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    Interesting. I was expecting an article about hooking up two DSU/CSUs together over his own twisted pair wire, and remotely connecting that to his own network. I’ve done that before. For a while at my first job, we had the teleco set up a copper pair between two sites on opposite sides of the city, and had DSU/CSUs on each end. Worked just fine, no ISP needed. Just to be clear, that meant the teleco punched down an existing pair from site A to their CO, cross-connected that to the other CO near site B, and punched that down to an existing pair going into site B. They obviously didn’t need to pull cable for that, nor would they have wanted to do so.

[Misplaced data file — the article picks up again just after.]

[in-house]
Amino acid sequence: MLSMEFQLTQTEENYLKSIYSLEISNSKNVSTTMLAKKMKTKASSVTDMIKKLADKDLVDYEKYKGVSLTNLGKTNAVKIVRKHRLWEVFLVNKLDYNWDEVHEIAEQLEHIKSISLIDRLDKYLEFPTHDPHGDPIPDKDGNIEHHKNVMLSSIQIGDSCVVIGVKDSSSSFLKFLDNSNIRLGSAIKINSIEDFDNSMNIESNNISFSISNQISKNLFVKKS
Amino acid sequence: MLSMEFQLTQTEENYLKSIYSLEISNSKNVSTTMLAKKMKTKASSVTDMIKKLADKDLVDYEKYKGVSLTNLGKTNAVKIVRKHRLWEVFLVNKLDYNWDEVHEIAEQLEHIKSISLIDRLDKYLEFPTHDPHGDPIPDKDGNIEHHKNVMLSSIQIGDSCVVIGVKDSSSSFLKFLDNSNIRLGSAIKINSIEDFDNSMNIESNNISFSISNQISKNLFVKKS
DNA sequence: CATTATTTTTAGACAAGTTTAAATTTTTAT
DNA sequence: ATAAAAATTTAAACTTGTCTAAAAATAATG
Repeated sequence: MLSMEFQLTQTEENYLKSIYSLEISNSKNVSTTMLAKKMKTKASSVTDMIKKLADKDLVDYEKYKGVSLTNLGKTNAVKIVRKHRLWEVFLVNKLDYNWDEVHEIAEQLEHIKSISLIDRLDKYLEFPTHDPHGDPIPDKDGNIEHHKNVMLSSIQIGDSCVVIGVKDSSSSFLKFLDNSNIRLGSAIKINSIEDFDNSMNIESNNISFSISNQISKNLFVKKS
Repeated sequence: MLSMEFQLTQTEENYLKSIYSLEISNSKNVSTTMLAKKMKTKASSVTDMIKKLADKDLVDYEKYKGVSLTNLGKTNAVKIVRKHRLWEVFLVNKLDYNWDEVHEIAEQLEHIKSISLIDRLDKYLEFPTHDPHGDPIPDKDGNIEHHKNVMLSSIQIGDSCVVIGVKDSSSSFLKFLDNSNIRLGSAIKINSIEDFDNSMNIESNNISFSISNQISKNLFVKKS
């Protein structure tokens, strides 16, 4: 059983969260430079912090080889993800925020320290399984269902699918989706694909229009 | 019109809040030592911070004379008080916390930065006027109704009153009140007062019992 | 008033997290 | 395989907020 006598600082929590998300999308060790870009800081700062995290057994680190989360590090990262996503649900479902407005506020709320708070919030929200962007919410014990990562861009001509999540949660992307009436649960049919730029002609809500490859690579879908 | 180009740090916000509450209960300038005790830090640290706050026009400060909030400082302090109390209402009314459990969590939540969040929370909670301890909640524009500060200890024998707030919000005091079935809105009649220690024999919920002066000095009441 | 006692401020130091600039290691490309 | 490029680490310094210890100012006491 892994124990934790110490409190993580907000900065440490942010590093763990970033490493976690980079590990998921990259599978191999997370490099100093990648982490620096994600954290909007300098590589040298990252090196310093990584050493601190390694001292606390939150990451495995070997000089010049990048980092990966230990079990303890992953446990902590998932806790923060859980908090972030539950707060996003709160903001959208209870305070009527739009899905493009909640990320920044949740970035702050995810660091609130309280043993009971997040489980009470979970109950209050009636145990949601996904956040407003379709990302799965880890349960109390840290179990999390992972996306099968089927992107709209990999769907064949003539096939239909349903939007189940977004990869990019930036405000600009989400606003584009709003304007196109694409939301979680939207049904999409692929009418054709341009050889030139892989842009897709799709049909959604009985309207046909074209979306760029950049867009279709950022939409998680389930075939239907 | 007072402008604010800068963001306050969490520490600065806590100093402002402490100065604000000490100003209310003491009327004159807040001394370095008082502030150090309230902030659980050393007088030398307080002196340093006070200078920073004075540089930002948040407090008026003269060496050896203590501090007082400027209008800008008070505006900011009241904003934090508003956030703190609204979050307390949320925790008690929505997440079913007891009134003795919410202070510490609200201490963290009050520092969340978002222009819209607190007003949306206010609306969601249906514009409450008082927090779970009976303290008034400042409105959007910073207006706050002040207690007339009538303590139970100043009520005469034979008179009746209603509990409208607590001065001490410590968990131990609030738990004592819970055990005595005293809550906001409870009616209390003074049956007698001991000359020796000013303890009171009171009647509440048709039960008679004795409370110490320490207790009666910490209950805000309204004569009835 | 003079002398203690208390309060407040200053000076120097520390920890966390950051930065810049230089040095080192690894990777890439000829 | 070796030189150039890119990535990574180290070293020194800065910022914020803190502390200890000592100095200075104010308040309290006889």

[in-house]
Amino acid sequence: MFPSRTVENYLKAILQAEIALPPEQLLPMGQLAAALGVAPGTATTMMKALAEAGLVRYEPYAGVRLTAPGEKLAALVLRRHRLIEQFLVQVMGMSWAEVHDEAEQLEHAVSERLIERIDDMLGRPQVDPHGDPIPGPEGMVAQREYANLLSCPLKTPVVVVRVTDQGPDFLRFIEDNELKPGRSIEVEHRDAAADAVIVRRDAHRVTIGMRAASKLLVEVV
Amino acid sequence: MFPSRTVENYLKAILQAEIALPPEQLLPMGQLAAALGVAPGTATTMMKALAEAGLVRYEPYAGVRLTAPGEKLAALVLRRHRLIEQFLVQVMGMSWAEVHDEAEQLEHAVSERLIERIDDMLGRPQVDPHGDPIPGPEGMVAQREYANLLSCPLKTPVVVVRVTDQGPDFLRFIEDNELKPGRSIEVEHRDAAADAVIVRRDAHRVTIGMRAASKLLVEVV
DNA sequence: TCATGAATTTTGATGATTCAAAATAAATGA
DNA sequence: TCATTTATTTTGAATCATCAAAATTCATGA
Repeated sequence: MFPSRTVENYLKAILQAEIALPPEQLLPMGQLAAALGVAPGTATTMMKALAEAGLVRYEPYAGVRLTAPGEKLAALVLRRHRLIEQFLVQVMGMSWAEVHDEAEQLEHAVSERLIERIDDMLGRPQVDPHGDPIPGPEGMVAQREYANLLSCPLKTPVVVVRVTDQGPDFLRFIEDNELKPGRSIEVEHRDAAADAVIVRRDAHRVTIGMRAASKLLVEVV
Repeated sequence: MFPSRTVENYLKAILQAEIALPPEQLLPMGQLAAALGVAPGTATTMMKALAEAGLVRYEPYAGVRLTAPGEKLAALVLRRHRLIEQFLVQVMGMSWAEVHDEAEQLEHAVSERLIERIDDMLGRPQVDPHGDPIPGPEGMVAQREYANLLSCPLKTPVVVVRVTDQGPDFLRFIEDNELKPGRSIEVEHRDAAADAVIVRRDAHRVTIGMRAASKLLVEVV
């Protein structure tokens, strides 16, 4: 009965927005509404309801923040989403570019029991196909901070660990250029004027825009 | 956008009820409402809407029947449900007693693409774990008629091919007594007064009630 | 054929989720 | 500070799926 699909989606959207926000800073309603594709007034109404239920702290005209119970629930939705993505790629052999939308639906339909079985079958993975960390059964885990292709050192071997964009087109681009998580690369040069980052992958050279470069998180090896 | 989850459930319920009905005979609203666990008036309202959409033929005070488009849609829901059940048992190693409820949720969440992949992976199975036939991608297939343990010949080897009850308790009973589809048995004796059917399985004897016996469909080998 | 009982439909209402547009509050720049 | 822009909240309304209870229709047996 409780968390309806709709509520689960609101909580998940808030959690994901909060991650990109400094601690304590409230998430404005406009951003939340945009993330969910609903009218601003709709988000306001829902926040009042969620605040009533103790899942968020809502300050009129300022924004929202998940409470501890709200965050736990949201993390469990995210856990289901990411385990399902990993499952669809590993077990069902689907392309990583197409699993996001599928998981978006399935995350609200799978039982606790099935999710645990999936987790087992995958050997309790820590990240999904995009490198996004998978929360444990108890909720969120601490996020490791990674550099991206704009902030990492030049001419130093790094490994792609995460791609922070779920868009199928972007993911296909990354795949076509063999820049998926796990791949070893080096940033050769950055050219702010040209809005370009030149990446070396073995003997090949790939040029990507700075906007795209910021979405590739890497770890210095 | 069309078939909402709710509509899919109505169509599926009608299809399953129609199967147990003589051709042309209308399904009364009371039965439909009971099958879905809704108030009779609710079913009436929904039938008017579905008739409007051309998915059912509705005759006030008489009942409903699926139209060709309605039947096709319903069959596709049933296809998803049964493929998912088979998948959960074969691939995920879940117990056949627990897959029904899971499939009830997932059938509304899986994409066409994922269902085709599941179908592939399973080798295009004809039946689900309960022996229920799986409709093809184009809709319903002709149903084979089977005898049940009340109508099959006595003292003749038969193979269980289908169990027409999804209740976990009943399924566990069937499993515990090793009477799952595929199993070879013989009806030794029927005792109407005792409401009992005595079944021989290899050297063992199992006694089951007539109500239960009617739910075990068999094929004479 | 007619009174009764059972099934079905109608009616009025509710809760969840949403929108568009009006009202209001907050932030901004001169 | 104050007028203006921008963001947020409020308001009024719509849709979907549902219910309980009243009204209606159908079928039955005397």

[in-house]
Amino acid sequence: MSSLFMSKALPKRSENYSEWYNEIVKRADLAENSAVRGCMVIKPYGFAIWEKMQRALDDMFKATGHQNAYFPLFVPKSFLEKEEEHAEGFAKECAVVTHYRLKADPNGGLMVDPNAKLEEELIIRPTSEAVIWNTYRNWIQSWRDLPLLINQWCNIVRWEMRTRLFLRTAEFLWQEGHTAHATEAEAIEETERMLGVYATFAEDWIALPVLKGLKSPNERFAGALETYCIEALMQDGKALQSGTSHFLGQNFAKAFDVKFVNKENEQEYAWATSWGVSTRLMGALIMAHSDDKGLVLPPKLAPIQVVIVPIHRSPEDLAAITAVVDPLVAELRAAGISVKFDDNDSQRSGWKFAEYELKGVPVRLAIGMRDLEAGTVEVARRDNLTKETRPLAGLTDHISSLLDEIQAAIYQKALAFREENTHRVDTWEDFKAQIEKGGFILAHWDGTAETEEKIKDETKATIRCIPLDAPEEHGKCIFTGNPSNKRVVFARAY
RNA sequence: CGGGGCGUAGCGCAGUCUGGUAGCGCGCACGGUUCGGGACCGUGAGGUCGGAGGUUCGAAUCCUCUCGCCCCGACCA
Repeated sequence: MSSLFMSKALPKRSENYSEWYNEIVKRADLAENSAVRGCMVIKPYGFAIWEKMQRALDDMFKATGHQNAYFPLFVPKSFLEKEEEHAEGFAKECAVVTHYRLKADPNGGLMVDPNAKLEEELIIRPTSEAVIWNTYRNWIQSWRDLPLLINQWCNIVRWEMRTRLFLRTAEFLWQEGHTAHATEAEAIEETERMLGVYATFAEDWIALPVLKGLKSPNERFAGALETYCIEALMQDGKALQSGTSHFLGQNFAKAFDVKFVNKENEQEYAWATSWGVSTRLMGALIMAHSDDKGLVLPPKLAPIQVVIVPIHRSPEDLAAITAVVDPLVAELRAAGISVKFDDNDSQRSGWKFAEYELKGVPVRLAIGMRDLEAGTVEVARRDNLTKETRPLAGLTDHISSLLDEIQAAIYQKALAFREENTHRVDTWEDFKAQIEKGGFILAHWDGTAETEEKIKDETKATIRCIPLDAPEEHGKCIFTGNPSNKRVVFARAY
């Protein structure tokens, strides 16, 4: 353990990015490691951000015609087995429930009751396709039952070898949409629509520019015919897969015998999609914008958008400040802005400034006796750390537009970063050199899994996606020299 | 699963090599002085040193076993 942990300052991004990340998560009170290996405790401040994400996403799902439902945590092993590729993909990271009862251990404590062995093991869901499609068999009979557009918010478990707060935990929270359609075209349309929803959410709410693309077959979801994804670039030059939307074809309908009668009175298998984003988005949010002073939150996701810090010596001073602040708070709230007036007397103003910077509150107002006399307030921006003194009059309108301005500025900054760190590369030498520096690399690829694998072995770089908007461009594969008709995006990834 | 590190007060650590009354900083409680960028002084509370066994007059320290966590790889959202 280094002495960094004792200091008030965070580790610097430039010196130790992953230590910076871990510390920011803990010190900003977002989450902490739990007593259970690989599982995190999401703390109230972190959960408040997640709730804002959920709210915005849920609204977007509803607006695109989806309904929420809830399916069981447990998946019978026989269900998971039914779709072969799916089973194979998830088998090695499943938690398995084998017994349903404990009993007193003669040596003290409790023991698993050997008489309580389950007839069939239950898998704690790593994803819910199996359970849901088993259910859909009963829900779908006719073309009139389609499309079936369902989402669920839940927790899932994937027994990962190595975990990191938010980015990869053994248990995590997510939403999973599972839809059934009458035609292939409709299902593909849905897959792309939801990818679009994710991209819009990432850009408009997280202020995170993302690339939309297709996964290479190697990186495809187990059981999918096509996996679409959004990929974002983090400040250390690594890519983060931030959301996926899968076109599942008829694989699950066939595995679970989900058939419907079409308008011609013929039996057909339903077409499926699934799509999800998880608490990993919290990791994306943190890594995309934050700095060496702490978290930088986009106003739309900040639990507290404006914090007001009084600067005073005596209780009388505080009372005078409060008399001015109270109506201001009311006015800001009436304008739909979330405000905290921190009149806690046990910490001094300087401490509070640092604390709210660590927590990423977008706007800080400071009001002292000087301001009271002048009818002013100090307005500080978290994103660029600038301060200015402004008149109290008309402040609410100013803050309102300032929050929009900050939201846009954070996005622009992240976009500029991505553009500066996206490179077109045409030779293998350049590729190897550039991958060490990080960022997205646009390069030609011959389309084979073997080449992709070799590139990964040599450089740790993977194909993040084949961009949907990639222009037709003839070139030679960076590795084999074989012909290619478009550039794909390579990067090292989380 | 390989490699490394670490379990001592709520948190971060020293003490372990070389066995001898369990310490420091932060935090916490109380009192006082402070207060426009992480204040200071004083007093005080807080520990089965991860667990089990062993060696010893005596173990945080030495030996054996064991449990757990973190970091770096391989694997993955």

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      My first employer had their offices, server room, and call center all in one building (a converted strip mall). We had one four-wire T1 from one provider (presumably the first one they ever ordered), plus a fiber “fractional T3” that was demuxed by an Adtran box into a number (single-digit) of additional T1s. A couple of those T1s went to routers where they were the internet link (the office ’net and the servers were just separate VLANs sharing the same uplink until we eventually got business cable for the office), several went to Digium cards on servers running Asterisk (one for the call center and office phones, a couple more for IVR applications), and one went to a SIP gateway that was used for an international calling card service (there was some fun RADIUS stuff involved in that one).